Dance, Mudrá and Tantra

Dance, Mudrá and Tantra

by P.R. Sarkar

You know that even before Sada’shiva there was dance, there was music; people used to sing, also; but everything was in a disorderly manner. The dexterous hands of Sada’shiva made it a science — rather, an artistic science.

It is not an easy job to dance properly and correctly. The fundamental requirements, or the fundamental spirit, of dance, instrumental music, and song were brought within the framework of science by Sada’shiva, and that is why He is also known as “Nat’ara’ja”: “Nat’ara’ja” means “King of the Dancers”. (And another name of Sada’shiva is “Na’datanu”, that is, “music personified”.)

Dance is a highly-developed art. In the Oriental variety of music, you know, three items come within the fold of sam’giita, or music: dance, song, and instrumental music. The collective name in Sanskrit is sam’giita. Lord Sada’shiva brought everything within the framework of science, and just now I called it “artistic science”.

In the Oriental variety of dance there are several mudra’s, that is, postures. When giving something to a living being, the mudra’ is like this [demonstrates]. When giving something to something past, not present in the world, the mudra’ is like this [demonstrates]. The “don’t fear” mudra’ is like this. The “take what you want” mudra’ is like this. The “come forward” mudra’ is like this. The “be serpentine” mudra’ is like this. “Be subtle, maintain a link with the earth” is like this. There are so many mudra’s used in the Oriental variety of dance. It is not an easy job to learn it, but rather a very difficult job.

Now the fundamentality, or rather the primordial phase of Oriental dance, is ta’n’d’ava. It is not a very easy job either. The knees must cross the navel. When they cross the navel it is called Brahma ta’n’d’ava. When they cross the ana’hata [mid-point of the chest] it is called Vis’n’u ta’n’d’ava. When they cross this portion [indicates the throat], it is called Rudra ta’n’d’ava. It is very difficult to dance Rudra ta’n’d’ava. It requires long practice.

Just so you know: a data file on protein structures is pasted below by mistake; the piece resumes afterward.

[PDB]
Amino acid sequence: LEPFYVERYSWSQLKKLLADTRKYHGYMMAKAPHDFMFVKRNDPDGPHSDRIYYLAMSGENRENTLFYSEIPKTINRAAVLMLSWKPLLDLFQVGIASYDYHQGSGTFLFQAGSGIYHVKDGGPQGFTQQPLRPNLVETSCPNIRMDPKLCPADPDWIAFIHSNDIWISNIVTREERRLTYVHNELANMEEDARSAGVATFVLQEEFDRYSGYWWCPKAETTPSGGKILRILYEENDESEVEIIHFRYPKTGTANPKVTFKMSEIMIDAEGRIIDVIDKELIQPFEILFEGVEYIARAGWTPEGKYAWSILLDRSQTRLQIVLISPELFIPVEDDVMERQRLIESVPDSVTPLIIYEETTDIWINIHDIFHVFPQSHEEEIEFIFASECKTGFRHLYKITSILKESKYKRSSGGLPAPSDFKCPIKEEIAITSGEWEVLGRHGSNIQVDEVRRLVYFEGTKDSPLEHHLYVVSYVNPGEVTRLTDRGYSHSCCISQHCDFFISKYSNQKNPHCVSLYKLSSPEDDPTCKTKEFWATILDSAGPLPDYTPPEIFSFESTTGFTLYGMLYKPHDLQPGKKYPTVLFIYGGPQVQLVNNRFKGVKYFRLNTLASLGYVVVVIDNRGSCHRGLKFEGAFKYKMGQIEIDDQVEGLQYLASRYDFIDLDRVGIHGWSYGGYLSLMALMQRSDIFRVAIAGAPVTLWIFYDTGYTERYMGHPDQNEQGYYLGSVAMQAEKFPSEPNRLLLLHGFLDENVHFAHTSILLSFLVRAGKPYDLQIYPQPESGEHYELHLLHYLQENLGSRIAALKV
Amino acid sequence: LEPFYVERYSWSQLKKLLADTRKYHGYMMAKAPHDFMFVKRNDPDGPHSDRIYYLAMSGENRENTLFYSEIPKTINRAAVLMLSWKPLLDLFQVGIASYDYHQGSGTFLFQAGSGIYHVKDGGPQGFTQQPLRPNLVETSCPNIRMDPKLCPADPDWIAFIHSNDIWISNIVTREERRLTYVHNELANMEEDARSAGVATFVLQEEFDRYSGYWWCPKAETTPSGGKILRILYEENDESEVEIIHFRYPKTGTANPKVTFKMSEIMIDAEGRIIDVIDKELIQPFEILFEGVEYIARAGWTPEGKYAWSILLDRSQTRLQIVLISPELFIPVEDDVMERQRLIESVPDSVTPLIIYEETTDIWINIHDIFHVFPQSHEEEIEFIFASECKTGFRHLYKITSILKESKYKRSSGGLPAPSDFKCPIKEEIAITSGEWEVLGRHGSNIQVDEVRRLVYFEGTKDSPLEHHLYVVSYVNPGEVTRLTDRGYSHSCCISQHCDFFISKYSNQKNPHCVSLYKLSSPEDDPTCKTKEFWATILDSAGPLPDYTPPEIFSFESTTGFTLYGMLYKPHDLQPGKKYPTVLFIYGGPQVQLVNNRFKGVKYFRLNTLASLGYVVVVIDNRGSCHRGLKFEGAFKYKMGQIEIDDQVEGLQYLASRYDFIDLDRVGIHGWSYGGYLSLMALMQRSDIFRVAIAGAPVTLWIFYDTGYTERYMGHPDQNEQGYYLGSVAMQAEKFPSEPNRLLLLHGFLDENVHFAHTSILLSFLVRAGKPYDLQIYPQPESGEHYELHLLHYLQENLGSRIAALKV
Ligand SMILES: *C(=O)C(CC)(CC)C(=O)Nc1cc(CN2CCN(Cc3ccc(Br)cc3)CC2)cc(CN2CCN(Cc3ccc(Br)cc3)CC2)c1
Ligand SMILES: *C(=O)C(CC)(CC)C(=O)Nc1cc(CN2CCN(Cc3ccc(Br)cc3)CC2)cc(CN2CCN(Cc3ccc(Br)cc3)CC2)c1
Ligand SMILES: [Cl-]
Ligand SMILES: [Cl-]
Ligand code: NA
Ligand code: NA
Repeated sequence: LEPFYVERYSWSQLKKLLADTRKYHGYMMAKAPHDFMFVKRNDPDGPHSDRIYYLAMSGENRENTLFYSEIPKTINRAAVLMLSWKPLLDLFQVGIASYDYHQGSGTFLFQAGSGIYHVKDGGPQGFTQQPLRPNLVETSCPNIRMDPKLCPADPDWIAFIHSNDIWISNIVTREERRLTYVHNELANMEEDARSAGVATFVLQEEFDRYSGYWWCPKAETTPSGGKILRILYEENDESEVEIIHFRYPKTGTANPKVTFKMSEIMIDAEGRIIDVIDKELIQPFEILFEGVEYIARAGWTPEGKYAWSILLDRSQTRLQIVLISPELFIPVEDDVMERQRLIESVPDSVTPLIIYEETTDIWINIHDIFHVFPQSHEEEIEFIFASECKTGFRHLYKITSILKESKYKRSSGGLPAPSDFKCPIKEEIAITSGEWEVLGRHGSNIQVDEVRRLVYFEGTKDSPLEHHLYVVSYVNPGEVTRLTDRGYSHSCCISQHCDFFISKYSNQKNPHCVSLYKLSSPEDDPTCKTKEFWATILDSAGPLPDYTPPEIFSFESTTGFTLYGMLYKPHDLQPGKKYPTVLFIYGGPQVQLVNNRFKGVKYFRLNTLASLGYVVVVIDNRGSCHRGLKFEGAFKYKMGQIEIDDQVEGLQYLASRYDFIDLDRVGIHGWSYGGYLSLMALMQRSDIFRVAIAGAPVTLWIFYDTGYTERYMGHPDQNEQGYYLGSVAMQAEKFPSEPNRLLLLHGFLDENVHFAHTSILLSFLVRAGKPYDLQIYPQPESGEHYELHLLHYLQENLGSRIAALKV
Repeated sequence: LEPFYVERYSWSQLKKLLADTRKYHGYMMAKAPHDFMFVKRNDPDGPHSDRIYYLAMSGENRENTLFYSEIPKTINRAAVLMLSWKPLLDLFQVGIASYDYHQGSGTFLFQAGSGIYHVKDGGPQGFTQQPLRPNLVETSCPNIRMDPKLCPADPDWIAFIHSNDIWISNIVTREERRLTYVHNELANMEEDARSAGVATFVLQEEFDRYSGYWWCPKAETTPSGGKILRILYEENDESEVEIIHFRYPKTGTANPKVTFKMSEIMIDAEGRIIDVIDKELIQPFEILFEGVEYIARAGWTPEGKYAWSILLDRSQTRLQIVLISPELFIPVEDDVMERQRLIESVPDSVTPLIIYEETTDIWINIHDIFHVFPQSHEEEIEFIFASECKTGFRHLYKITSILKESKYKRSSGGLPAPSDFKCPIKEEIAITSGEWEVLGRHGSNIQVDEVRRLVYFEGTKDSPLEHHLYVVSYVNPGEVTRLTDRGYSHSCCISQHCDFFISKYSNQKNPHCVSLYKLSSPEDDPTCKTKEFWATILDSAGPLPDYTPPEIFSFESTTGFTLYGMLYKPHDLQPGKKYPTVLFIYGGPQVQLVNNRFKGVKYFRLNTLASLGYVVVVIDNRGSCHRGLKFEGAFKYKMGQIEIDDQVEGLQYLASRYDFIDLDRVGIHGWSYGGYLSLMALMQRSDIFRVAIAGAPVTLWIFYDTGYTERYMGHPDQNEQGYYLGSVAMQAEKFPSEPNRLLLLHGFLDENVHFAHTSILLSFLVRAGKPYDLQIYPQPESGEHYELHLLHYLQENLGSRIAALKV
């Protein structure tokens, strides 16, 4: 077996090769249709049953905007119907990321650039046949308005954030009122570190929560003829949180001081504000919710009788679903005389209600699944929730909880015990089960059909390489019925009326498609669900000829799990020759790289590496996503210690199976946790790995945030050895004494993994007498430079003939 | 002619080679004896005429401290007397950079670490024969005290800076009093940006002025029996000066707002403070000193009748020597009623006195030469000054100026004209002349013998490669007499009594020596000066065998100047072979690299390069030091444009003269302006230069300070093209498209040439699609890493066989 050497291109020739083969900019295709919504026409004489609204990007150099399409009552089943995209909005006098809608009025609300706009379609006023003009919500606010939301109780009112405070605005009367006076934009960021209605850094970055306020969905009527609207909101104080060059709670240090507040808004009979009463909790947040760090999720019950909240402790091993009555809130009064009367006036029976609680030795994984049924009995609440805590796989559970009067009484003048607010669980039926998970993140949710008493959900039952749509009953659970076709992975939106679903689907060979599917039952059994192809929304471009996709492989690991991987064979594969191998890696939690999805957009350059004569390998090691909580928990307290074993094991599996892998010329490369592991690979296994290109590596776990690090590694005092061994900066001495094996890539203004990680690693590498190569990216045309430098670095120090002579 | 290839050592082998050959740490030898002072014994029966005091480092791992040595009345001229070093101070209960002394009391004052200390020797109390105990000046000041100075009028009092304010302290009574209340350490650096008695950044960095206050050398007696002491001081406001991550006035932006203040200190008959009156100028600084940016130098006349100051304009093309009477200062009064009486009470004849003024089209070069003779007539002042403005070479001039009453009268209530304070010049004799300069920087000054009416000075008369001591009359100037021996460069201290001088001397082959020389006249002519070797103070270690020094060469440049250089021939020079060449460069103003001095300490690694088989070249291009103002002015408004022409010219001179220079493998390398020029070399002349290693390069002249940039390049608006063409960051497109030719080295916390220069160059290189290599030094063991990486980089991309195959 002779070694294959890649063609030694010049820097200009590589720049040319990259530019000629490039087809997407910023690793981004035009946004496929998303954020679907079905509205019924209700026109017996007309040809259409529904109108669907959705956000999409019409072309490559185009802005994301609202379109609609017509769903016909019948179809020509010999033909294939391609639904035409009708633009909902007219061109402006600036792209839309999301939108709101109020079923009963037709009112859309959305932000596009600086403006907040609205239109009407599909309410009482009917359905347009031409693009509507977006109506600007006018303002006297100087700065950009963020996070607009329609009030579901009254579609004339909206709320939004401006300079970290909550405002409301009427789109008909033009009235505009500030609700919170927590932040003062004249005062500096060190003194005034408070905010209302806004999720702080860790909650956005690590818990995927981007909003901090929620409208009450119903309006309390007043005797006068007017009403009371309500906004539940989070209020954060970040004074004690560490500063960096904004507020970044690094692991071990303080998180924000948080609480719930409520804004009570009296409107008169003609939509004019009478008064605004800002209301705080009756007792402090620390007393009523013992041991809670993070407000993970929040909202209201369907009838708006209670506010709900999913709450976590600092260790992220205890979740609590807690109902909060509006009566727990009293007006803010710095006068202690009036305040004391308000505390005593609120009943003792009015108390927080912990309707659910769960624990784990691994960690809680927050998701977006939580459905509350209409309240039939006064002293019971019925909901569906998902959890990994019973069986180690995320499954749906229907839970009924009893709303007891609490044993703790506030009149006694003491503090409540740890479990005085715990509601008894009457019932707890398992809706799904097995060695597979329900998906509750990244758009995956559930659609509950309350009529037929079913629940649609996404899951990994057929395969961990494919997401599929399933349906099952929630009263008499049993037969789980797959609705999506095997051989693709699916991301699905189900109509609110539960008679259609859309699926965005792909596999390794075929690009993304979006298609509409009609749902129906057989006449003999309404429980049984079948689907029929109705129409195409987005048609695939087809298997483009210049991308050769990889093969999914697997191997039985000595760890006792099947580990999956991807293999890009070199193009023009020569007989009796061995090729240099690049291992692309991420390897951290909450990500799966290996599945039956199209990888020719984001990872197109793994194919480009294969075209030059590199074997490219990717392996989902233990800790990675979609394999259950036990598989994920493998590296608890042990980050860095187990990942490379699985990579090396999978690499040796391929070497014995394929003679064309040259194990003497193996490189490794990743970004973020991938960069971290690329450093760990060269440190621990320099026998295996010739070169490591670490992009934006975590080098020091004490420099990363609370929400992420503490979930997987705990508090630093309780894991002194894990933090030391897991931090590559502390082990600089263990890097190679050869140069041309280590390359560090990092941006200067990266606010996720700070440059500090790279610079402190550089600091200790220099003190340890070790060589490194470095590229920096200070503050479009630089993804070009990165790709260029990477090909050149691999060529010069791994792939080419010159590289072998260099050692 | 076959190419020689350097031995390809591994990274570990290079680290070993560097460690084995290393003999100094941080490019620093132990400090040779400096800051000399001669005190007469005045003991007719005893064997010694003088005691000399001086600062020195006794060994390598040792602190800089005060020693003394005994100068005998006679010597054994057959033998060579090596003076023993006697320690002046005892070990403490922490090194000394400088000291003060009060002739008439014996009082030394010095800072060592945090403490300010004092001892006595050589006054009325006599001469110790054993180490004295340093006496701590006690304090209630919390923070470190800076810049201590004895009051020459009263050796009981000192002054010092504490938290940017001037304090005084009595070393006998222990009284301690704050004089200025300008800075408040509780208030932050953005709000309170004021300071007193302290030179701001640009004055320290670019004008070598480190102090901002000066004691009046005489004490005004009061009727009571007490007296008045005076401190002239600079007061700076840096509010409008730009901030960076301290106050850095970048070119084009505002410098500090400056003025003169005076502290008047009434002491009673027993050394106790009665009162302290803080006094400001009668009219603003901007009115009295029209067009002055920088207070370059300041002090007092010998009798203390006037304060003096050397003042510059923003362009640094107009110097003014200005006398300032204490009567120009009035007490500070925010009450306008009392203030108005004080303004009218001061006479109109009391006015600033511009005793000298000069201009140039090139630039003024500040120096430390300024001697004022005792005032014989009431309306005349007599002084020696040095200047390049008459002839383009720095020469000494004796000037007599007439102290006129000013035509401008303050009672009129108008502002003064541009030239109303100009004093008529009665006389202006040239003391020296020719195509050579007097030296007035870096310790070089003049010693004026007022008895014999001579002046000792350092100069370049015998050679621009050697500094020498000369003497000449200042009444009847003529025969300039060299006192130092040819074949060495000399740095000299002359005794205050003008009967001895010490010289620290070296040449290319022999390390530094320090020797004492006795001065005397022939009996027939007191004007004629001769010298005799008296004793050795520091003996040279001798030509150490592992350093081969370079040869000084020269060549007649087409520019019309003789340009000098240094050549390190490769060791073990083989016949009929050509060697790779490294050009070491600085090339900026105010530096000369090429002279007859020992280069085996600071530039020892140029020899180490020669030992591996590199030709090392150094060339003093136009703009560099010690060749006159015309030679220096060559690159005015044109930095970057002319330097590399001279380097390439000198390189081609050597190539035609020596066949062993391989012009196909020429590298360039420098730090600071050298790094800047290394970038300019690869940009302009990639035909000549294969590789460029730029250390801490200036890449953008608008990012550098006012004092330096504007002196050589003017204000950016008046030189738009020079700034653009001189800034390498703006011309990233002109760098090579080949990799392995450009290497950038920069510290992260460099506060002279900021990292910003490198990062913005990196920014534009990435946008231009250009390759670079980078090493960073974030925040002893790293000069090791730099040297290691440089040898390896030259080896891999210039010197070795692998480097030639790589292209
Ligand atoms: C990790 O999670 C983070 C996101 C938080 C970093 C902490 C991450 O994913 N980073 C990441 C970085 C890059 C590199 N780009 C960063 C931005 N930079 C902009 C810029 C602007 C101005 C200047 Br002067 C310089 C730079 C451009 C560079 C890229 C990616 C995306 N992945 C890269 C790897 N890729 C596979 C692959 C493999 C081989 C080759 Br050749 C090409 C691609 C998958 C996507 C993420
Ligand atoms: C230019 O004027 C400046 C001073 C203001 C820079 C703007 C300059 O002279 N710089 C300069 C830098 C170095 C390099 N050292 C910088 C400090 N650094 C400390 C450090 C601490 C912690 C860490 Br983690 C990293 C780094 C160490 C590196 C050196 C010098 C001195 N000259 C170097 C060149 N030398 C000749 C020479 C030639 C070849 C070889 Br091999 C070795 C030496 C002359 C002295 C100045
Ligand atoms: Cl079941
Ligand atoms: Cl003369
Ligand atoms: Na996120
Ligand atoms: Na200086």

That is why Lord Sada’shiva is known as Nat’ara’ja. And when these boys [indicates them] were dancing, it was just like a picture of Nat’ara’ja in ta’n’d’ava mudra’. It is called ta’n’d’ava; ta’n’d’ava is a mudra’.

Why is it called ta’n’d’ava? In Sanskrit tan’d’ means “to jump”. Tan’d’u means “of jumping habit”. Ta’n’d’ava means “having the use of tan’d’u, the use of jumping”. But jumping in the proper style, not in a disorderly manner. You should learn it properly in a disciplined way.

And ta’n’d’ava represents life; you know Tantra is a cult of life, it is not a cult of death. For Tantra you should be strong physically, mentally and spiritually. First in the present tense; Lord Shiva says all your expressions, all your manifestations, must be based on the present tense. So this ta’n’d’ava is the starting phase of Tantra.

This ta’n’d’ava I said represents life, it represents vitality. There are so many forces that want to destroy you, so many forces forces that are inimical to you by nature. Say a snake — a snake is a born enemy. There are many such born enemies. As Tantra represents life, ta’n’d’ava says that one’s spirit should be based on vitality, based on the principle of survival.